IRA FLATOW: Do you know how to direct the stem cells yet to generate the organ and tissues that you want?

JUN WU: Not with the human pig study at this stage. But with the rat and mice study, also included in this paper, we demonstrated that with the strategy that originally developed in 2010 by Hiro Nakauchi’s group, which we call it interspecies process [INAUDIBLE] which we can disable a particular organ or tissue development in a host animal, for example a mouse, so the mouse doesn’t generate the pancreas or heart, et cetera. And we can use the rat’s stem cells to populate that niche, basically can enrich the rat stem cell unit-specific organs so that we can have more or less the rat-cell enriched organs for transplantation.

IRA FLATOW: And Dr. Zhou–

JUN WU: But with a human we have–

IRA FLATOW: I’m sorry, go ahead.

JUN WU: But with a human, this is our very first study. We just want to know whether human cells can survive in there. And for the next step, we’d like to use the same strategy to disable the development of a particular organ in the pig so that we can see whether human cells can be enriched in that organ.

IRA FLATOW: Dr. Zhou, following up on Dr. Wu’s talking about the mouse-rat study, you wrote a companion piece in Nature about that study. What is the important part of that study, were they– just to repeat– that they were able to get mouse cells to grow inside the rat.

QIAO ZHOU: Yes indeed, so I wrote a commentary about the article published in Nature from Dr. Nakauchi’s lab at Stanford and also in Japan. So that study basically demonstrated you can grow a mouse pancreas inside a rat. And now you can subsequently harvest the mouse pancreas that is growing in the rat and isolate the pancreatic islets that contains insulin-secreting cells.

You can isolate that part of the pancreas, now transplant into a diabetic mouse and be able to cure the diabetes of the mouse. So I think this is a very interesting demonstration of how this interspecies organ growth can be used to treat disease.

IRA FLATOW: Were those pancreatic cells actually tested out in a diabetic mouse? Were they transplanted?

QIAO ZHOU: Exactly, I think that’s the main breakthrough, I would say a major step forward, because the same research group from Stanford and Japan, Nakauchi’s group, have demonstrated some years ago that you can generate an interspecies pancreas between these two different rodent species, but they didn’t do the transplantation in diabetes rats [INAUDIBLE]. So in this particular study, they now demonstrated that this is feasible.

IRA FLATOW: Diabetes, if I’m correct, is an autoimmune disease, which means the body attacks itself, right? I mean, how do you– even if you get new islets from the pancreas, how do you stop the process of the body, again, attacking those new cells?

QIAO ZHOU: Right, so this particular form of diabetes that the authors have treated the mouse model of diabetes is Type 1 diabetes. This is autoimmune disease. But Type 1 diabetes represent only a relatively minor subpopulation of the total diabetes patient population out there. So the majority of people diabetic patients are so-called Type 2 diabetes. And Type 2 diabetes is not an autoimmune attack.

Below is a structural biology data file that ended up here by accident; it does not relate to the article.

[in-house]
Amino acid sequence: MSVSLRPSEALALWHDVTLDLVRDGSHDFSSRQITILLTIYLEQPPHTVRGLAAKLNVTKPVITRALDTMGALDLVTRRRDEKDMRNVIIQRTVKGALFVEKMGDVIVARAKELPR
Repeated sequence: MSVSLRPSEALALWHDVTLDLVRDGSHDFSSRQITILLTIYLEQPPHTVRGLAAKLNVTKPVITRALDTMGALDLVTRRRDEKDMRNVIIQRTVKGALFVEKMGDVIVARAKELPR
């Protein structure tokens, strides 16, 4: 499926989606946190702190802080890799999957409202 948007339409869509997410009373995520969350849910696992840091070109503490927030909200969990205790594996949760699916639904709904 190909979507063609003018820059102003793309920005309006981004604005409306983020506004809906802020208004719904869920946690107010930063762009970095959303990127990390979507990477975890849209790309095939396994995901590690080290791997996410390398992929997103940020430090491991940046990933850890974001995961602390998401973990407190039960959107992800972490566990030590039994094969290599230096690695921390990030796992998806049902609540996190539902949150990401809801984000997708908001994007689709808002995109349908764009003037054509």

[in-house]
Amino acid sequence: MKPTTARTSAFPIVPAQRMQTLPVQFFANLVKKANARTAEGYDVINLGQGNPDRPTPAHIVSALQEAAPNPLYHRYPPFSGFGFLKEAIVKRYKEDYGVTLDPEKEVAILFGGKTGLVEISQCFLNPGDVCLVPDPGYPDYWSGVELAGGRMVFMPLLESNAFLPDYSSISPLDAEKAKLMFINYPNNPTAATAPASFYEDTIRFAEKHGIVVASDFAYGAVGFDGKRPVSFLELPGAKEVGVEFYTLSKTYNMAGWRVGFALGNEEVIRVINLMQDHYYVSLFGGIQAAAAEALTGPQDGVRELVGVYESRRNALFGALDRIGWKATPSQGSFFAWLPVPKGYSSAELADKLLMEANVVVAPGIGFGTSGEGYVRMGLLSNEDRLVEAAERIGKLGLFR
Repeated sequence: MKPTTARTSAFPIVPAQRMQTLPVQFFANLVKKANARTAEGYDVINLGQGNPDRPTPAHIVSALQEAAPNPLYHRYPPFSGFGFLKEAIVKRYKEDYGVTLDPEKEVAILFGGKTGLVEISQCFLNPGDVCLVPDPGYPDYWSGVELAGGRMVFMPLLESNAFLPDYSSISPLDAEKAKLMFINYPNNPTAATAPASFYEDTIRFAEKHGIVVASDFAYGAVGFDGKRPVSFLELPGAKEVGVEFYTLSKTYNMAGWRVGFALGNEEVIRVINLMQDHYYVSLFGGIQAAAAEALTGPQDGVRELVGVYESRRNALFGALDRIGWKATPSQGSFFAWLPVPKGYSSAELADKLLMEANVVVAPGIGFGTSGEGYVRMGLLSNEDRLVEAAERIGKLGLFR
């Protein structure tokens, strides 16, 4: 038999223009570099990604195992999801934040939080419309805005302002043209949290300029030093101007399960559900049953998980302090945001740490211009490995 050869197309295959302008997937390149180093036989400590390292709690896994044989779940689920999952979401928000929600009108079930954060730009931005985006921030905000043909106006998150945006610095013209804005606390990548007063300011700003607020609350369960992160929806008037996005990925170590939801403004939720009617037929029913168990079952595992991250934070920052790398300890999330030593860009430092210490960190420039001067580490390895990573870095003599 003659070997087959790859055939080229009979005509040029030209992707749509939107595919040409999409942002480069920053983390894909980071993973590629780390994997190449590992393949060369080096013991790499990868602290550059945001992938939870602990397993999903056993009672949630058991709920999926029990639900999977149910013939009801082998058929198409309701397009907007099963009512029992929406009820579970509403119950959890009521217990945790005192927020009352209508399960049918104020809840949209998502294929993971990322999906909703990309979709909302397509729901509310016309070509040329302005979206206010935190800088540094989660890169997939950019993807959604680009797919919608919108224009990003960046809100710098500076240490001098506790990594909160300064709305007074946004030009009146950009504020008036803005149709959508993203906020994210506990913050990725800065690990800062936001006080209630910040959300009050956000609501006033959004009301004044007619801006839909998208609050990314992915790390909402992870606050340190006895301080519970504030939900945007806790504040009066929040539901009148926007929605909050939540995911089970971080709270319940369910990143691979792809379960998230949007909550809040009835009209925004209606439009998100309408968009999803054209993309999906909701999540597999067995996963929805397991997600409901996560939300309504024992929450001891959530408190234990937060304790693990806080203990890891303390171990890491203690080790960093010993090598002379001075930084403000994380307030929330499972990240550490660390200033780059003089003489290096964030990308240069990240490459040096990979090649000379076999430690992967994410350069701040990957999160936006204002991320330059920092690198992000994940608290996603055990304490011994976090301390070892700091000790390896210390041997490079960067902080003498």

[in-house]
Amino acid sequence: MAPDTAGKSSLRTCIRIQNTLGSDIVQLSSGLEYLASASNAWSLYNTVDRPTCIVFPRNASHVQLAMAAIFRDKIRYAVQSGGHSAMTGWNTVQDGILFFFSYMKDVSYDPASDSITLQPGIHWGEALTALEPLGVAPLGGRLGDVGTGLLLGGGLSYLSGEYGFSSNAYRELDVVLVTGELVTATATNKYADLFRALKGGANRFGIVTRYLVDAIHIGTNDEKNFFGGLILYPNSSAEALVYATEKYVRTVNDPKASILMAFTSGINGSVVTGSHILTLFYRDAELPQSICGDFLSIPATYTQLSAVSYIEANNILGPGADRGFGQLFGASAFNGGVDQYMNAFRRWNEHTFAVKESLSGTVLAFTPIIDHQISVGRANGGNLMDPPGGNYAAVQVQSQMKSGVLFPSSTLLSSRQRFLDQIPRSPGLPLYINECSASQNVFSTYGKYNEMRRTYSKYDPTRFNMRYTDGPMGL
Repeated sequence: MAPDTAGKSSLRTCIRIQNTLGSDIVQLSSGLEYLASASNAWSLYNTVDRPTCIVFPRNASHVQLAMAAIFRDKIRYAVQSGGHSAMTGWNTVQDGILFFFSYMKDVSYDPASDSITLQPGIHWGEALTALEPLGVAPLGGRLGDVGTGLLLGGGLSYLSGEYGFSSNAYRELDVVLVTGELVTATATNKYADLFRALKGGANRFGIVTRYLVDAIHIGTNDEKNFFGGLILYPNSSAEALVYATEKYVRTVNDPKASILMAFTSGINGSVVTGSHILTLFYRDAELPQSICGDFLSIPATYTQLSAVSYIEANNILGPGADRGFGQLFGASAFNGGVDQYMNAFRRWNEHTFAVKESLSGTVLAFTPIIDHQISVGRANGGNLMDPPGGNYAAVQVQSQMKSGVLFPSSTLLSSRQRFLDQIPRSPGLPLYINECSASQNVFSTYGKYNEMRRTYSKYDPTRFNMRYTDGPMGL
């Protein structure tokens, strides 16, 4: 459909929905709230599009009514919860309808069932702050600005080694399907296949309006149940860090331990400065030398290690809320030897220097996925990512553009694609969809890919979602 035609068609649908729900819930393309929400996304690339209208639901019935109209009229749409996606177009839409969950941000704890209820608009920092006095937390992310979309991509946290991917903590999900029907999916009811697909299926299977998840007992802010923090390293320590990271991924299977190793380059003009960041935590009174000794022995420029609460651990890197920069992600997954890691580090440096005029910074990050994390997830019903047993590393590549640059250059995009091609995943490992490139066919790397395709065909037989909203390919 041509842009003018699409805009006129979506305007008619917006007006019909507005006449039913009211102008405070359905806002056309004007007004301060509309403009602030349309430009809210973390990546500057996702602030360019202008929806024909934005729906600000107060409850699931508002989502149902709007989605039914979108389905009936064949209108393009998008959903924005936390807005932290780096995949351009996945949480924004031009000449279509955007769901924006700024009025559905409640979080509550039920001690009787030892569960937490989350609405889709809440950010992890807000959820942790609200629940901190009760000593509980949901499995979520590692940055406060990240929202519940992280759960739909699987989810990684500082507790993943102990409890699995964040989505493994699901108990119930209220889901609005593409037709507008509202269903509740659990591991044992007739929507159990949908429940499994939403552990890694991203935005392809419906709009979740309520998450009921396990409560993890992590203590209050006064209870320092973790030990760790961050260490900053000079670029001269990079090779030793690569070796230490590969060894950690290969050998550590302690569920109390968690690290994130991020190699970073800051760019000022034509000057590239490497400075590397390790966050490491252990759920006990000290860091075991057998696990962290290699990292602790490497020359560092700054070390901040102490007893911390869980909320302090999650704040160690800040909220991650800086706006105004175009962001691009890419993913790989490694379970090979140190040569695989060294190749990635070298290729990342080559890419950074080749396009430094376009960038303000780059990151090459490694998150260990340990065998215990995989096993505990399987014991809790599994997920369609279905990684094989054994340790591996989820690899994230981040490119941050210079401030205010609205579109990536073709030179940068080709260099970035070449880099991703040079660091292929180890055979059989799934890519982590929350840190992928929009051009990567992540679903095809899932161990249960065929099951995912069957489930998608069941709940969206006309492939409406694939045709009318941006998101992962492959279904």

But coming back to your question, now, in Type 1 diabetes patients, now we have new– let’s see if we can get new beta cells. But if you transplant the new beta cells into this autoimmune environment, these new beta cells will again be subjected to autoimmune attack. So people have to figure out ways how to protect them, for example using immunosuppressive drugs that’s currently used clinically to do this.

IRA FLATOW: So have they done that, successfully protected the cells?

QIAO ZHOU: They have, in fact. Yes, in fact for many years, for decades, pancreatic insulin-secreting beta cells and islets have been harvested from deceased donors and transplanted to people that are suffering from Type 1 diabetes. And then using immunosuppressants, these transplant recipients have been able to basically lead a pretty normal life for decades, years and decades. So it works. That we know.

But there are basically very little source of these transplantable islets available. So now the idea is, how can we get these islets? Perhaps through interspecies organ production, as Dr. Wu has just talked about.

IRA FLATOW: Dr. Wu, how far can you go now? How further along can you allow the embryo to try to develop further and actually create a human body part?

JUN WU: This is the very first step toward that goal and toward the dream to generate the human organs inside the pig. And in this study, we stopped very early due to several reasons. One of them is that in California, our protocol only allow us to go to no more than four weeks into the pig gestation.

And in Spain, we also have approval to actually go right before birth. But we choose not to. The reason why is at the very early stages, we can study how the human cells migrate or integrate and what type of tissues they can contribute so that we can develop a better strategy and an even safer strategy for the organ production in the future.

As you’re probably aware, there are some ethical concerns related to this topic. And one of the tissues we don’t want human cells to contribute, for example, is a brain and germ line tissue. And by studying these very early stages, we can develop strategies to prevent the human cells from going to the brain, from going to the germ line, and specifically guide them into a particular tissues and organs they want them to be.